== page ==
It was still morning, and the quiet of the huge Evergreen Cemetery was broken only by the idling engine of Otis Chance’s big yellow backhoe. The machine was parked at the edge of the cemetery’s Ascension Section, a few yards from Yusef Hawkins’ grave, a few hundred yards from where Michael Griffith, victim of the Howard Beach racial attack, was buried on the day after Christmas in 1986. Otis Chance dug both of those holes in the sandy Queens earth. “I even carried Michael Griffith’s coffin,” he said. “You don’t always know who they’re for, but the foreman told us yesterday this one was for Hawkins,” said Chance, a 34-year-old black man who owns and lives in a house in Brooklyn’s Williamsburg section. “It’s a tragedy, a damn shame, nonsense, stupidity,” he said, shaking his head. “It was the same way with Griffith—it didn’t make any sense, what happened. You feel so bad, so sorry for the families.” (Daily News, Aug 31, 1989)
Evergreens Cemetery is a non-denominational burial ground created in 1849 that spans 225 acres along the Brooklyn-Queens border. Prominent landscape architect Andrew Jackson Downing designed the grounds, and the results were described as “a perfect rural cemetery” by one 19th-century guide to New York City cemeteries. The wooded landscape includes winding paths traversing an undulating terrain, high points that offer scenic vistas of the Manhattan skyline and Jamaica Bay, and a picturesque Gothic Revival chapel designed by architect Alexander Jackson Davis in 1849/50 (now used as an administration building).
Evergreens is the resting place of over 526,000 people of diverse religious and ethnic backgrounds; among the notables interred here are dancer Bill “Bojangles” Robinson, jazz musician Lester Young, and world chess champion William Steinitz. Distinctive plots include the Seaman’s Grounds, which hold the remains of more than 1,200 sailors; Celestial Hill, one of the early burial grounds for New York’s Chinese immigrants; and the Actors Fund Plot, where 500 members of the entertainment industry are interred. Also of note is the Triangle Shirtwaist Fire Memorial, a haunting monument to several victims of the 1911 Triangle factory fire buried here; the victims’ names, unidentified for a century, were uncovered in 2011 through the persistence of researcher Michael Hirsch and have been added to the memorial.
The graves of Michael Griffith and Yusuf Hawkins—both victims of late-1980s racial attacks—are in an area of modest graves on the northern side of Evergreens Cemetery. Unlike older sections of the cemetery that are named for pastoral features such as Sylvan Dell, Lake View, and Hickory Knoll, these newer sections are named for biblical themes. In the Redemption section is the burial place of 23-year-old Michael Griffith, killed in 1986 when he was struck by a car as he was chased onto a highway by a group of young white men in the Howard Beach neighborhood of Queens. Three years later, 16-year-old Yusuf Hawkins was laid to rest in the nearby Ascension section after he was shot to death during an attack by a white mob in Bensonhurst, Brooklyn. The peacefulness of the gravesites of these two young men is a stark contrast to the anguish and civic unrest that followed their deaths, one of the worst periods of racial tension in New York City’s history.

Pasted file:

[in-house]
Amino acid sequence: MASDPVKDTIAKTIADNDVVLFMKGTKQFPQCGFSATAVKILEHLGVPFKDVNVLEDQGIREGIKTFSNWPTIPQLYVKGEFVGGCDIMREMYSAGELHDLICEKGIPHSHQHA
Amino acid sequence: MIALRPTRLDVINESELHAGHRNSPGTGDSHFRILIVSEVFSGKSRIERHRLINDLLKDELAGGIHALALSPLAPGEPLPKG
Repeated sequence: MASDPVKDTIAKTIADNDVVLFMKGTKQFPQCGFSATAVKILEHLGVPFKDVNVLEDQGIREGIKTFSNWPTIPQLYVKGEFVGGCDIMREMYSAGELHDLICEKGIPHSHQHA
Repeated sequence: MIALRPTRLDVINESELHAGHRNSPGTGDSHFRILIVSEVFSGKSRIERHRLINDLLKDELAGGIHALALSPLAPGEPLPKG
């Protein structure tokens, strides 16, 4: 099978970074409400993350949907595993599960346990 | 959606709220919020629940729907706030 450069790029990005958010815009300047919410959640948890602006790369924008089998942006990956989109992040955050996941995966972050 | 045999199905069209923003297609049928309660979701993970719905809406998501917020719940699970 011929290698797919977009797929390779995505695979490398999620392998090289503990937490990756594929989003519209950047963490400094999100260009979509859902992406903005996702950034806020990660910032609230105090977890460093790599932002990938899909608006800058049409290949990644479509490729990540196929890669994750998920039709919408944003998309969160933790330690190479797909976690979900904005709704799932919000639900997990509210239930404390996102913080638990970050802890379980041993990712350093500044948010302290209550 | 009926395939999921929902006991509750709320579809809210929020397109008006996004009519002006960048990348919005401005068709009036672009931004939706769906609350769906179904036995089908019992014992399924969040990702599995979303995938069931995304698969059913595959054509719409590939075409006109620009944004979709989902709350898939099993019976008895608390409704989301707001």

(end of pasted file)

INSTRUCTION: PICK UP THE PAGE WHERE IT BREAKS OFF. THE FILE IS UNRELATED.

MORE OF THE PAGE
Sources: The Cemeteries of New York(Judson 1881); The Eagle and Brooklyn: The Record of the Progress of the Brooklyn Daily Eagle…(Brooklyn Daily Eagle 1893); Green Oasis in Brooklyn: The Evergreens Cemetery 1849-2008(Rousmaniere 2008); The Evergreens Cemetery—The Cultural Landscape Foundation; The Evergreens Cemetery; “When Jack Tar Dies in Port—A Final Resting Place in the Evergreens Cemetery,” New York Times, May 28 1893;“He’ll Bid Yusef His Last Farewell,” New York Daily News, Aug 31, 1989; “100 Years Later, the Roll of the Dead in a Factory Fire Is Complete,” New York Times, Feb 20, 2011; “The Story Behind HBO’s Yusuf Hawkins: Storm Over Brooklyn,” Time, Aug 13, 2020; OpenStreetMap
Mount Olivet Cemetery is one of over a dozen cemeteries developed along the Brooklyn-Queens border after the New York legislature passed the Rural Cemetery Act in 1847, spurring creation of new large-scale cemeteries throughout the state. In 1850 a group of Episcopalian businessmen from Brooklyn and Manhattan incorporated Mount Olivet and acquired a tract of farmland near the village of Maspeth in the historical Newtown township, Queens. The founding trustees originally intended to allow only Episcopalian funeral services within the cemetery but lifted this restriction by the time the cemetery opened to the public in 1851, making Mount Olivet entirely non-sectarian. In November 1851, Mount Olivet’s trustees ran an ad in the New York Times announcing that the cemetery was ready for interments, enticing buyers with the following description:
It combines all the attractions appropriate to a place set apart for the unmolested repose of the dead and its corporate privileges exclude the possibility of any disturbance in the future. The soil is dry; the surface elegantly diversified with wood and water, lawn and thick; and from some of its eminences, most magnificent views of the Cities of New York, Brooklyn and Williamsburg may be obtained. The rules and regulations adopted by the Trustees are identical to those of Greenwood Cemetery and the prices of lots have been fixed at very moderate rates and less than half those charged at Greenwood.